Electrification is about building infrastructure. Minigrids are infrastructure, and should be financed as such, with catalytic finance through grants, patient investments through a mix of equity and debt capital, climate financing, carbon credits, to name a few. Having worked in Financial Markets, and then Hydropower prior to my role at AMDA, I have seen how access to deep pools of capital unlocks infrastructure, and how infrastructure unlocks sustainable growth and development in any country.

At this juncture, let me leave you all with a few foods for thought and action. To eradicate energy poverty for the more than 85 million Nigerians, we need to focus on the following important areas:

  1. Coordination and collaboration between donors, investors, government, and the private sector – We all know that coordination and collaboration are important. But it is high time that we build it into our systems and processes so that it becomes second nature, rather than a “nice-to-have”. For example, we need to set up open, honest dialogues among all stakeholder groups during program design, again before any funds are committed, and again during the implementation of any programs. Specifically, we need to listen to what the private sector, the companies on the frontlines of rural electrification, need – and not set up programs based on what we think is best for them. Associations like AMDA were established to help facilitate this dialogue and are ready and willing to support.
  2. Partnerships between on-grid and off-grid operators – We need to make sure that the two sub-sectors of the power sector work in close collaboration. The good news is that we are already seeing close partnerships between grid and off-grid operators, as technology advances. Through interconnected minigrids, utilities are becoming more willing to bring in distributed renewable energy partners to power communities that have no access to electricity or are in weak grid zones. In 2023 for instance, AMDA member company PowerGen completed the official commissioning of its interconnected minigrid project in Toto, Nasarawa State, here in Nigeria. The Toto project is an example of the integrated energy future in Africa, where off-grid and on-grid work together to supply stable and affordable electricity.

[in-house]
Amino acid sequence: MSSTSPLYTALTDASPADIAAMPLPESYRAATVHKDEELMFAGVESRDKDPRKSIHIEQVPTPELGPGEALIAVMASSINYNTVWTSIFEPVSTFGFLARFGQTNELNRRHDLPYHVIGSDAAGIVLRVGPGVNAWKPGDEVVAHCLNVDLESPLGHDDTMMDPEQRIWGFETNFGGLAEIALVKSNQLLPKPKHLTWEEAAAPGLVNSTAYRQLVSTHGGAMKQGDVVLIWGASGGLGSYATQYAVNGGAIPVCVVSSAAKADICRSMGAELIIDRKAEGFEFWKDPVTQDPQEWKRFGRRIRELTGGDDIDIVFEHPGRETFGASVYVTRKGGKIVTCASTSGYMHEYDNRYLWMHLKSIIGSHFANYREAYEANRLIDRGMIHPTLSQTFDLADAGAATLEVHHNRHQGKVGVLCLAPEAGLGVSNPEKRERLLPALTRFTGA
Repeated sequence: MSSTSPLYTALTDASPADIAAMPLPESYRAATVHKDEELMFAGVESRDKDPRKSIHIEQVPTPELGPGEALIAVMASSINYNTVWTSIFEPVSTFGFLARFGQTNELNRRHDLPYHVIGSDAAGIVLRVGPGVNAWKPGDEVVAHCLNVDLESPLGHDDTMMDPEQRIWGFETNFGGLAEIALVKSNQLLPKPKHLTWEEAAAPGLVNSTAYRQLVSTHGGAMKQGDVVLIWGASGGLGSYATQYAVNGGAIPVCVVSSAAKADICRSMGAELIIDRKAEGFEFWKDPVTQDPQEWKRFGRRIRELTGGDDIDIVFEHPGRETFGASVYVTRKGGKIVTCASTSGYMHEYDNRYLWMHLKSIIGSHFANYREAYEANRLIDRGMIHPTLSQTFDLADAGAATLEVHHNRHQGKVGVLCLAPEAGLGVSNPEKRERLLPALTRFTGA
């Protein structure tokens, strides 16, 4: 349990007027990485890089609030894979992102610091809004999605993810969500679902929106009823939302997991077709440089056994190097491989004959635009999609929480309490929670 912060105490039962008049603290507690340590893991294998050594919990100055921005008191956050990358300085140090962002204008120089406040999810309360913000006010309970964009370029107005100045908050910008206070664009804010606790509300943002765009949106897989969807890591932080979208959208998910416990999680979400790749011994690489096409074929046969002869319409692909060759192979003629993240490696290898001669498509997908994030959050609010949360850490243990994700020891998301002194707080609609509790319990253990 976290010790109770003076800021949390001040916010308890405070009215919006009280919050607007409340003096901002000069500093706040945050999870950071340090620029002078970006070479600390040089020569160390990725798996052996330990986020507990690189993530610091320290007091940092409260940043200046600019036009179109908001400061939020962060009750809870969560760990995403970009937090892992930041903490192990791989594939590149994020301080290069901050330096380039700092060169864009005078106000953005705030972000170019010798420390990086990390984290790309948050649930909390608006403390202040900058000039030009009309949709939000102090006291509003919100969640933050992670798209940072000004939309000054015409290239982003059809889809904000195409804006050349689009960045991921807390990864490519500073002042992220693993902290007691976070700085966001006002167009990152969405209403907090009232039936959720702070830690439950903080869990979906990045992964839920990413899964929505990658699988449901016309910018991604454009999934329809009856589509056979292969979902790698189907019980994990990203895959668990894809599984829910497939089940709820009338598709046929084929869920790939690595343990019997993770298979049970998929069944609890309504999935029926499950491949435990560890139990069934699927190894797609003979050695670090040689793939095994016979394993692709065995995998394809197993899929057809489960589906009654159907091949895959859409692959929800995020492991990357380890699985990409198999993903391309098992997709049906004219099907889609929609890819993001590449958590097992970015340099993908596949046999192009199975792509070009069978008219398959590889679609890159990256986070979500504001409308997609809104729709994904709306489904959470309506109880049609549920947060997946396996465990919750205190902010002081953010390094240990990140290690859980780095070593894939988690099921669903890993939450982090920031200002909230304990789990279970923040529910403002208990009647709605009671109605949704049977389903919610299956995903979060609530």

3. Commitment to equitable, affordable electricity – Electricity powers economies. However, it is only useful when customers are able to afford to light their homes, power appliances, and expand their businesses. Let us always remember that minigrid developers are pushing as hard as they possibly can to reach scale, at which commercial sustainability is within reach. Scale is required for all distribution companies, large or small. For all those who aspire to universal electricity access in Nigeria, our job is to help developers reach scale as quickly as possible. Historically, two critical contributing factors have been a combination of concessional financing and enabling business environments.

AMDA stands ready to work with anyone and everyone who is ready to take on this job.

Ladies and Gentlemen,
As the consolidated voice of the private sector minigrid developers and operators, the Africa Minigrid Developers Association (AMDA) is committed to working with all stakeholders to create an enabling market environment that spurs the growth of the minigrid sector in Nigeria through:

● Supporting minigrid developers to become sustainable businesses with strong corporate governance.
● Enhancing the capital raising capabilities of minigrid developers and facilitating dialogue with funders and investors to attract deeper pools of capital in the sector.
● Engaging with policy makers and government stakeholders through effective communications, dialogue, and advocacy campaigns, and,
● Serving as the reference point and source of reliable data & information on the private sector minigrids in Africa to support evidence-based decision making.

Thank you all for making the time to be here to join the dialogue that shapes the pathway to universal electrification through sustainable and innovative energy solutions.